Saint Cosme Gigondas Hominis Fides 2010
Rhone Red Blends from Gigondas, Rhone, France
Hominis Fides always proposes a paradox: is it a masculine or a feminine wine? The debate is open. There is some depth with finesse, there is some power with fruit, there is some ripeness with freshness, it is secret but generous: being a paradox is the main characteristic of this soil. 2010 proposes a very interesting version of Hominis Fides, with very obvious fruit and freshness. This has notes of blueberry, rose and almonds.
It will go well with lamb... for now.
The Wine Advocate - "A candidate for perfection is the 2010 Gigondas Hominis Fides. This is 100% Grenache from sandy and limestone soils that, like the other single-vineyard cuvees, is aged in small barrels (30% new, 40% one-year and 30% two to three years old). Inky purple, with an exquisite nose of spring flowers intermixed with smoky barbecue notes, creme de cassis, blackberry liqueur, and kirsch, the incredible floral fireworks continue in the mouth of this full-bodied, deep wine that overloads the olfactory senses as well as the tastebuds. This deep, striking, exhilarating wine is one of the greatest Gigondas I have ever tasted. Give it 4-5 years of cellaring and drink it over the following two decades.
Wine Spectator - "Dense and packed, with bittersweet chocolate and espresso notes leading the way for a huge core of blueberry, blackberry and black currant fruit, all melded together and pumping through the graphite-filled finish. The fruit is almost ostentatious now, but the grip is there, buried on the finish, and this will easily cruise for some time in the cellar. Best from 2015 through 2032."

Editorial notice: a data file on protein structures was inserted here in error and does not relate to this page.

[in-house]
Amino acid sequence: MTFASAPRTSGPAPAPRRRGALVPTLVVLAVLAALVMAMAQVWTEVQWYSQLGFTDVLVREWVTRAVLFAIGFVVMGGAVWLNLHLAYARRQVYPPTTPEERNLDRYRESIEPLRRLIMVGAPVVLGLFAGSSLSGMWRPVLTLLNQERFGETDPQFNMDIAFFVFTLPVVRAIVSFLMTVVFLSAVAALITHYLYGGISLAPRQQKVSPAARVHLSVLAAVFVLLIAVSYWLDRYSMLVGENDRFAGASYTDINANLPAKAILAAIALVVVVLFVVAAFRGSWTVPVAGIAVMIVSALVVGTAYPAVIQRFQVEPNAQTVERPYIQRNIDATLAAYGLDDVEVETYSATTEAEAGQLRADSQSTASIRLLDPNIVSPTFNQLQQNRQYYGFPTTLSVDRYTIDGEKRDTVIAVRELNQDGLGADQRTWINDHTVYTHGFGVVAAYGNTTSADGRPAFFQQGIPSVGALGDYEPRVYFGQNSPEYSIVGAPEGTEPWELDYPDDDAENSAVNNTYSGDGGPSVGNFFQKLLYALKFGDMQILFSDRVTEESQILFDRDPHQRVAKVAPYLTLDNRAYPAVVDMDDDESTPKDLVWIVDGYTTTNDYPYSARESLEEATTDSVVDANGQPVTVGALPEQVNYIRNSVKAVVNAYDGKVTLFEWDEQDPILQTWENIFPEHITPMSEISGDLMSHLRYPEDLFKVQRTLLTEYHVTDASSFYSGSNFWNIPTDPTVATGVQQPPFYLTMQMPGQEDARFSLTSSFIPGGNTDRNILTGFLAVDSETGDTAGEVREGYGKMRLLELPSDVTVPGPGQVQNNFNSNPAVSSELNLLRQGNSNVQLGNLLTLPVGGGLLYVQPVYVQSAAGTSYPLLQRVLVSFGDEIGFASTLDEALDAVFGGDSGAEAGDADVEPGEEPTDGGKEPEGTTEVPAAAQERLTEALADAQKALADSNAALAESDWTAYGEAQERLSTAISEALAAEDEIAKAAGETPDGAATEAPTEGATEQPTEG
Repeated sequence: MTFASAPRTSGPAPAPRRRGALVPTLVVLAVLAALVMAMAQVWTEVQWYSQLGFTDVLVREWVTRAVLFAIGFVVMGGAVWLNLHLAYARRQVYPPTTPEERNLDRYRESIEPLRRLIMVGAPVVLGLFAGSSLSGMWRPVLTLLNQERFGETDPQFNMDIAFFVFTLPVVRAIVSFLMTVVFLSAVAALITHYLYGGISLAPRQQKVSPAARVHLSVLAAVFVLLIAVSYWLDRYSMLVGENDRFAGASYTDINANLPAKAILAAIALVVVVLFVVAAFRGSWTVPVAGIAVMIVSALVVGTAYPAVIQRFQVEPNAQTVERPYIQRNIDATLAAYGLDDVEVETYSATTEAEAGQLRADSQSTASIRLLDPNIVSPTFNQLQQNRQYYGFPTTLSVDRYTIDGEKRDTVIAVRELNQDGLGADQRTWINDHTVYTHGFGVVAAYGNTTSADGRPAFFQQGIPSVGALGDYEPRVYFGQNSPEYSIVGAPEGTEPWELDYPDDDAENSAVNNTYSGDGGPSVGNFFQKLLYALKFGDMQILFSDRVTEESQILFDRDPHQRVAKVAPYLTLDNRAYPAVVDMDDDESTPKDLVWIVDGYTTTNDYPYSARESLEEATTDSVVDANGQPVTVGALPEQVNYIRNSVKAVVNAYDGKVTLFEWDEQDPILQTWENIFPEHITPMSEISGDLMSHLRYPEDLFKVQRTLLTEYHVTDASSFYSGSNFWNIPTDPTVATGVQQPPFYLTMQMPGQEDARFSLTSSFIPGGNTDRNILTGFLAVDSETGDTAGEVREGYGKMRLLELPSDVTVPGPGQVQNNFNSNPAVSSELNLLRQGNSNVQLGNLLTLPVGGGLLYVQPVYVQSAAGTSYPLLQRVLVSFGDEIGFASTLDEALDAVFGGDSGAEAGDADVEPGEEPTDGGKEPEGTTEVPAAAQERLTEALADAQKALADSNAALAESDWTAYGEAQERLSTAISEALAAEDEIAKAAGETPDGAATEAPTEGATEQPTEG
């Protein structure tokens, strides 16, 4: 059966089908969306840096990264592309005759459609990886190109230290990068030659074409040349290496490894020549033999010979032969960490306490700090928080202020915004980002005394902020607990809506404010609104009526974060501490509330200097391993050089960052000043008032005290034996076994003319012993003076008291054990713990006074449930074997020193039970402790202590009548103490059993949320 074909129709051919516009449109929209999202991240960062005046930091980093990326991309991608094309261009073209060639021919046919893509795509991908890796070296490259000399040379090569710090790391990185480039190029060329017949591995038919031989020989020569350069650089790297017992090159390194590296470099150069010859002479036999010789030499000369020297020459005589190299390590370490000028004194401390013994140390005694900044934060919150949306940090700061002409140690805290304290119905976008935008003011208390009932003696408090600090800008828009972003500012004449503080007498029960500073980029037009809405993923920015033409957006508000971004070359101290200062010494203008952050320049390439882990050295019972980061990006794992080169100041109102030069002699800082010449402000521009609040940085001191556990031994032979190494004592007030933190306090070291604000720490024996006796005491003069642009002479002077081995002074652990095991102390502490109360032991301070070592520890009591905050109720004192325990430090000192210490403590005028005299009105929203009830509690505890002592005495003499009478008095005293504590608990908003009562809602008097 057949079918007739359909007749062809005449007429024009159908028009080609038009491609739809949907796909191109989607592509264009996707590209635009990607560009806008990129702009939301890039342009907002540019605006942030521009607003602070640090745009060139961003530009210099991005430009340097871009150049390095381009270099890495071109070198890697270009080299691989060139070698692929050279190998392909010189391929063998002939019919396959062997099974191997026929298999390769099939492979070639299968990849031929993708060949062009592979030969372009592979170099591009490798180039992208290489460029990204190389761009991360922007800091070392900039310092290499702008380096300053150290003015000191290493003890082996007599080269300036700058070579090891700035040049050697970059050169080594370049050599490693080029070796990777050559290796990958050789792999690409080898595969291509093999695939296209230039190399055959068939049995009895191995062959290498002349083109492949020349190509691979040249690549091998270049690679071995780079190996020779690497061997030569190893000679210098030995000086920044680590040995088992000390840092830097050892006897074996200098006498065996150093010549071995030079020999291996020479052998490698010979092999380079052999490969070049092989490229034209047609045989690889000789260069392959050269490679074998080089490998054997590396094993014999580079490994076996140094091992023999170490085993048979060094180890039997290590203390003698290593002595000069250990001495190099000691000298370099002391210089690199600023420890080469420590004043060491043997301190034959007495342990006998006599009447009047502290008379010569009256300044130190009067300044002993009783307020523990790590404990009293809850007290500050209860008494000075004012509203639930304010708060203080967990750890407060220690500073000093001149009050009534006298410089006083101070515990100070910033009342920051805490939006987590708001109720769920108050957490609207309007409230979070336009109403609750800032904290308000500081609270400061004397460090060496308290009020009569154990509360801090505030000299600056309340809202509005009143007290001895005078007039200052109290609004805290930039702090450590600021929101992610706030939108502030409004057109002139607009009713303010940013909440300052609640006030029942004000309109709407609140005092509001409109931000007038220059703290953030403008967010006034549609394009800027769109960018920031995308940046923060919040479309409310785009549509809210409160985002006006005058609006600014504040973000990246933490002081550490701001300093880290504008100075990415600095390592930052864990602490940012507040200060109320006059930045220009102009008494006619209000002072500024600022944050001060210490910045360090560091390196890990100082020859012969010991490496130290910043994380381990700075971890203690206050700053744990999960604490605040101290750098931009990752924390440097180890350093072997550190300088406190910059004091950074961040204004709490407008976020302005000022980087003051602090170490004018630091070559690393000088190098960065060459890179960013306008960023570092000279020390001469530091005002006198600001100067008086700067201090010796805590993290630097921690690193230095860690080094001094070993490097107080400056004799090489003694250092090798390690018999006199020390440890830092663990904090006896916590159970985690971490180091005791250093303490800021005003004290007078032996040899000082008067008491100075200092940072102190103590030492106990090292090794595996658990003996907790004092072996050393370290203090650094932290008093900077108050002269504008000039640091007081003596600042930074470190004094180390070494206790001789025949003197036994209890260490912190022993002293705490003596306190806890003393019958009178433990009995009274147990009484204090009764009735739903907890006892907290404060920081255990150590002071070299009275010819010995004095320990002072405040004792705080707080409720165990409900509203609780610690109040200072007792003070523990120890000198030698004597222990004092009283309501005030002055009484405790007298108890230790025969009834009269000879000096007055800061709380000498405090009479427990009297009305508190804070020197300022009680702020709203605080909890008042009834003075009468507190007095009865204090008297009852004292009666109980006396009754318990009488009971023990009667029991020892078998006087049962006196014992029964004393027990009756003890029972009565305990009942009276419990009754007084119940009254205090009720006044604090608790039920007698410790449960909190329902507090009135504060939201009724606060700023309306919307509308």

International Wine Cellar - "Opaque purple. Powerful black raspberry, floral and Asian spice aromas show outstanding clarity and vivacity. Offers deeply pitched flavors of red and dark fruit preserves, given spine and lift by zesty minerality. The spicy note comes back strong on the the clinging, floral-driven finish. Extremely rich but showing a surprisingly accessible side right now."
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Domaine de Saint Cosme Winery
Louis Barruol is the 14th generation Barruol to make wine at Saint Cosme. The Chateau was built in the late 16th Century on the site of a former Roman villa, and the remains of a Roman wine cellar, carved into the stone of the hillside, still exist in the chateau's caves. There are 37 acres of vineyards and the vines average 60 years of age. The old plots (pictured on the Gigondas label) and stitch across the escarpment of the ragged Dentelles de Montmirail, an oft-painted mountain range. View all Domaine de Saint Cosme Wines
About GigondasView a map of Gigondas wineries (jhee-gon-dahs) Chateauneuf-du-Pape.
Notable FactsThe wines of Gigondas are muscular and robust. Kind of an old-school type wine if you will. Not concentrating on being high-tech, easy-drinking or smooth, this wine is an in-your-face red, daring the consumer to try it's spicy, leathery, soulful juice. Good producers are making wines able to age for up to 10 or 15 years, although if you like robust wines, you'll love them now too. Grenache is the main grape, making up to (but not to exceed) 80% of the wine, Syrah & Mourvedre make up the majority of the extra 20%, although some other Cote-du-Rhone varietals can be found in small amounts. Rosé is seen less in the export market, but make good, spicy, dry wines.
About France - Other regionsWhen it comes to wine, France is a classic. Classic blends, grapes and styles began in the country and they still remain. Think about it - people ask for a Burgundian style Pinot Noir, they refer to wines as Bordeaux or Rhone blends - Champagne even had to pass a law to stop international wineries from putting their region on the label of all sparkling wine.
The top regions of France are: Bordeaux, Burgundy, Champagne, Languedoc-Roussillon, Loire, Rhone. And these regions are so diverse! It makes sense that wine regions throughout the world try to emulate their style. Pinot Noir, Chardonnay, Cabernet Sauvignon and Syrah are no longer French varieties, but international varieties. They may not be the leader of cutting edge technology or value-priced wines, but there is no doubt that they are still producing wines of great quality and diversity.
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